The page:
This is a very old story known throughout Japan with slightly differing versions (oni instead of tengu, for instance), but it has a rare twist in the San’in region: while most stories end with a punishment for bad dancing, this one ends with a reward.

A statue in Tengu-no-Mori (Forest of Tengu) in Matsue's Kanbe-no-Sato, where I heard this story.

A statue in southern Matsue’s Izumo Kanbeno Sato, where I heard this story.

A long, long time ago, there lived an old man who had a large lump on his right cheek, which he was rather self-conscious about. He usually kept to himself, avoiding peoples’ stares.

One day, while out chopping wood in the forest, he came across a trio of tengu, that is, crow-like goblins that fly, control the weather with their special fans, and have egos almost as big as their noses are long. One, two, three tengu, dancing to some bewitching beat. The old man found it so enticing that he could not help but dash out and join in their ranks, losing himself as he swayed and shook to the music. One, two, three tengu, and four, an old man with a lump.

The tengu were very impressed by the old man’s abilities. When the dance ended, they praised him, and he could only accept their praise with the utmost humility. “We’ll give you a reward for showing us such a show,” said the leader of the tengu trio. “That lump looks like it must get in the way of your dancing. I’ll take it off for you.” So saying, he wriggled it off the old man’s face with ease.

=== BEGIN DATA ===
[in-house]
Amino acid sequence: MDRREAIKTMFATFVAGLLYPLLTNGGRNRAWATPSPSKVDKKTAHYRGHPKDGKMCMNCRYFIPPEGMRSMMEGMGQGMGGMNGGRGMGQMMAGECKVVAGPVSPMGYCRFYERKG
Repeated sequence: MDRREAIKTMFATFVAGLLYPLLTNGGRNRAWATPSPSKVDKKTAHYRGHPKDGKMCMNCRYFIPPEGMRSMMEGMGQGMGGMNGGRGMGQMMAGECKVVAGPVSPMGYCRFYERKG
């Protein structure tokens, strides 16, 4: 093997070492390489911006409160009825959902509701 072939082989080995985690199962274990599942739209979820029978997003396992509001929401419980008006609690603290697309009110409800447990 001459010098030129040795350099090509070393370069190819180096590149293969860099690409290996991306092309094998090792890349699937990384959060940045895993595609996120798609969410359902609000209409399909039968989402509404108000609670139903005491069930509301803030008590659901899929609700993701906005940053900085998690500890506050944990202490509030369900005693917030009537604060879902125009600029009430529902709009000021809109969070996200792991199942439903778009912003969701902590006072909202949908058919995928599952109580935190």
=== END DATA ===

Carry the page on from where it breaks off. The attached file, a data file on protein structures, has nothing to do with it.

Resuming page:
Elated both by the experience and by having the lump removed, the old man returned to his village, and the people were all very surprised to see that he no longer had a lump. Another old man, who had a large lump on his left cheek, was especially interested. The first old man told him where he encountered the tengu trio, how he joined in the dance, and how they had decided to reward him for a good performance. “Perhaps if I do the same, they’ll remove my lump, too!” replied the second old man.

The next day, he set out to do just that. As the first old man had told him, he found the tengu trio the forest. One, two, three tengu, dancing to an entrancing beat. He dashed out to join them, dancing with as much bravado as his old muscles could muster, thrashing and hopping as wildly as his bones would allow. His performance was even wilder than the first old man’s performance had been, and the tengu were even more impressed. “That was amazing! You’re such a talented dancer,” they said.

“Oh no, not at all.”

“We should give you a reward for such a matchless performance.”

“Well, if you insist, I would love for–”

“I have this lump here. You can wear it as a symbol of pride!” So saying, the tengu–ever capricious in nature–slapped it upon the old man’s right cheek, resulting in both sides of his face being laden with hideous, leathery lumps. The trio of tengu flew away, leaving him with the curious proof of approval from such whimsy creatures.

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